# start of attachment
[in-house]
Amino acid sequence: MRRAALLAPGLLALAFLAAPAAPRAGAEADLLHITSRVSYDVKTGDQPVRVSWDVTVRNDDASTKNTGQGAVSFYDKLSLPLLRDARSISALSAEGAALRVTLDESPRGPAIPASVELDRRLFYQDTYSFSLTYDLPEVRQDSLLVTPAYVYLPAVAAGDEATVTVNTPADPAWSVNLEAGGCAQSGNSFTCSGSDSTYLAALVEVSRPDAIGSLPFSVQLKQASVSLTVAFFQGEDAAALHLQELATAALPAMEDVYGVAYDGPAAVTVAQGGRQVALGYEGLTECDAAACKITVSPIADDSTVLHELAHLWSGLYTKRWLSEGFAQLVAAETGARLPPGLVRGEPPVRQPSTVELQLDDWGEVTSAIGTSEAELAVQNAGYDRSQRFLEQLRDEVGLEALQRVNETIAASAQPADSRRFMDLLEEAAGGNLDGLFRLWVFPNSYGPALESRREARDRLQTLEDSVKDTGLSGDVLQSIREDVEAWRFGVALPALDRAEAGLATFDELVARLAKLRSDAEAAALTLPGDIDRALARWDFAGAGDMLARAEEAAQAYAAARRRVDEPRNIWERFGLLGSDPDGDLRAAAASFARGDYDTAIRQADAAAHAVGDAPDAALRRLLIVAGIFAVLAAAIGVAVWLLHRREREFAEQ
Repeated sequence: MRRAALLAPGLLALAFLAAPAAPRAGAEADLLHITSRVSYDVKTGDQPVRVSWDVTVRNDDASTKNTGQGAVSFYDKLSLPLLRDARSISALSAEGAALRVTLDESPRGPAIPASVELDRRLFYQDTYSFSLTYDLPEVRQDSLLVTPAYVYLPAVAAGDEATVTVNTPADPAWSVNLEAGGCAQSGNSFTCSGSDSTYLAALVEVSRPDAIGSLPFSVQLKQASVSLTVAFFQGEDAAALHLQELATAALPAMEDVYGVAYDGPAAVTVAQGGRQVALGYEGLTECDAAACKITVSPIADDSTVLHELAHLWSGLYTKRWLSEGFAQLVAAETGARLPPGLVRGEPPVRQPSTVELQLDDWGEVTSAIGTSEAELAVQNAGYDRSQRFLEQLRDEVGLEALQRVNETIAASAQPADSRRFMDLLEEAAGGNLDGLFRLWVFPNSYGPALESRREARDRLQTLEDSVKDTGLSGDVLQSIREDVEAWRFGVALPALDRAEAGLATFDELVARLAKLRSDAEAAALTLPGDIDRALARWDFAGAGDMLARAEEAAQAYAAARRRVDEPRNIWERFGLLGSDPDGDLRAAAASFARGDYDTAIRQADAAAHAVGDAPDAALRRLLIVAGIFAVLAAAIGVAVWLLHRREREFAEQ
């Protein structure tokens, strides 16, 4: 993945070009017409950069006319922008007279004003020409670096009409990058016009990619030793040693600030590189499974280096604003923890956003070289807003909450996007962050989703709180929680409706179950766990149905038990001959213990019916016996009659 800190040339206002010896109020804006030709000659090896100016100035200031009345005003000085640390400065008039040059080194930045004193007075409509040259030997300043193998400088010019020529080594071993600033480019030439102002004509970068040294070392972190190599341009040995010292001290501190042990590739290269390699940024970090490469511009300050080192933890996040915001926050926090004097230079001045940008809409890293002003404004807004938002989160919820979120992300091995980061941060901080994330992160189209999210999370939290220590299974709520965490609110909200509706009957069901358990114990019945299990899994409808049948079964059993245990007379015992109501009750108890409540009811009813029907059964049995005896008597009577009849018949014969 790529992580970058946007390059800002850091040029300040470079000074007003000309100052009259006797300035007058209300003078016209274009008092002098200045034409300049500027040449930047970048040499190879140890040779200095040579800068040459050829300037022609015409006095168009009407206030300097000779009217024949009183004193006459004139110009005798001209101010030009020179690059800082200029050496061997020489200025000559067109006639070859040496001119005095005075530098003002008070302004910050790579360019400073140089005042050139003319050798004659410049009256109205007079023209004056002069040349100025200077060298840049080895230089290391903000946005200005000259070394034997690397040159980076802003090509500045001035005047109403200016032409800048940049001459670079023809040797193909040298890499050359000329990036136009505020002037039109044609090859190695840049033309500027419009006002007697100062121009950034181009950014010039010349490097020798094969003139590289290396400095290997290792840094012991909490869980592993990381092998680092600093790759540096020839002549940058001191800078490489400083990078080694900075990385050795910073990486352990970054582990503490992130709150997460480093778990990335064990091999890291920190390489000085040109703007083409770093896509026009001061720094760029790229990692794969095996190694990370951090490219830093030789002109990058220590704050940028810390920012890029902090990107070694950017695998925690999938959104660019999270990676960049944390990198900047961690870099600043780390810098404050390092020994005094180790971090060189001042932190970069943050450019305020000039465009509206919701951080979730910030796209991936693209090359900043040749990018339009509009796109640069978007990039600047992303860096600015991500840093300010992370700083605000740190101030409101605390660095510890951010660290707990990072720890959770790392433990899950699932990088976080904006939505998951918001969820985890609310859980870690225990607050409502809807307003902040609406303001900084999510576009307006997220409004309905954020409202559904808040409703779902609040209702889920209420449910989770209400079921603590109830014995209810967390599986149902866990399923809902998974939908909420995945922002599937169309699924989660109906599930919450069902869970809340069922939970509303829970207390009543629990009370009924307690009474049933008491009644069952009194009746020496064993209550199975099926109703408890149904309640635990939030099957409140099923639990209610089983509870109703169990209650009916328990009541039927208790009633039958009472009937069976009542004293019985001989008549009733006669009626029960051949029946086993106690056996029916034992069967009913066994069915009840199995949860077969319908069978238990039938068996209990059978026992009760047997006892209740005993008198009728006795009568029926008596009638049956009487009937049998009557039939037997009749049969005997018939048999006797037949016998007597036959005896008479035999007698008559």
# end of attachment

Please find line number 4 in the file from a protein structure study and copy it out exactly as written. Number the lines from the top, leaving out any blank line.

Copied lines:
């Protein structure tokens, strides 16, 4: 993945070009017409950069006319922008007279004003020409670096009409990058016009990619030793040693600030590189499974280096604003923890956003070289807003909450996007962050989703709180929680409706179950766990149905038990001959213990019916016996009659 800190040339206002010896109020804006030709000659090896100016100035200031009345005003000085640390400065008039040059080194930045004193007075409509040259030997300043193998400088010019020529080594071993600033480019030439102002004509970068040294070392972190190599341009040995010292001290501190042990590739290269390699940024970090490469511009300050080192933890996040915001926050926090004097230079001045940008809409890293002003404004807004938002989160919820979120992300091995980061941060901080994330992160189209999210999370939290220590299974709520965490609110909200509706009957069901358990114990019945299990899994409808049948079964059993245990007379015992109501009750108890409540009811009813029907059964049995005896008597009577009849018949014969 790529992580970058946007390059800002850091040029300040470079000074007003000309100052009259006797300035007058209300003078016209274009008092002098200045034409300049500027040449930047970048040499190879140890040779200095040579800068040459050829300037022609015409006095168009009407206030300097000779009217024949009183004193006459004139110009005798001209101010030009020179690059800082200029050496061997020489200025000559067109006639070859040496001119005095005075530098003002008070302004910050790579360019400073140089005042050139003319050798004659410049009256109205007079023209004056002069040349100025200077060298840049080895230089290391903000946005200005000259070394034997690397040159980076802003090509500045001035005047109403200016032409800048940049001459670079023809040797193909040298890499050359000329990036136009505020002037039109044609090859190695840049033309500027419009006002007697100062121009950034181009950014010039010349490097020798094969003139590289290396400095290997290792840094012991909490869980592993990381092998680092600093790759540096020839002549940058001191800078490489400083990078080694900075990385050795910073990486352990970054582990503490992130709150997460480093778990990335064990091999890291920190390489000085040109703007083409770093896509026009001061720094760029790229990692794969095996190694990370951090490219830093030789002109990058220590704050940028810390920012890029902090990107070694950017695998925690999938959104660019999270990676960049944390990198900047961690870099600043780390810098404050390092020994005094180790971090060189001042932190970069943050450019305020000039465009509206919701951080979730910030796209991936693209090359900043040749990018339009509009796109640069978007990039600047992303860096600015991500840093300010992370700083605000740190101030409101605390660095510890951010660290707990990072720890959770790392433990899950699932990088976080904006939505998951918001969820985890609310859980870690225990607050409502809807307003902040609406303001900084999510576009307006997220409004309905954020409202559904808040409703779902609040209702889920209420449910989770209400079921603590109830014995209810967390599986149902866990399923809902998974939908909420995945922002599937169309699924989660109906599930919450069902869970809340069922939970509303829970207390009543629990009370009924307690009474049933008491009644069952009194009746020496064993209550199975099926109703408890149904309640635990939030099957409140099923639990209610089983509870109703169990209650009916328990009541039927208790009633039958009472009937069976009542004293019985001989008549009733006669009626029960051949029946086993106690056996029916034992069967009913066994069915009840199995949860077969319908069978238990039938068996209990059978026992009760047997006892209740005993008198009728006795009568029926008596009638049956009487009937049998009557039939037997009749049969005997018939048999006797037949016998007597036959005896008479035999007698008559």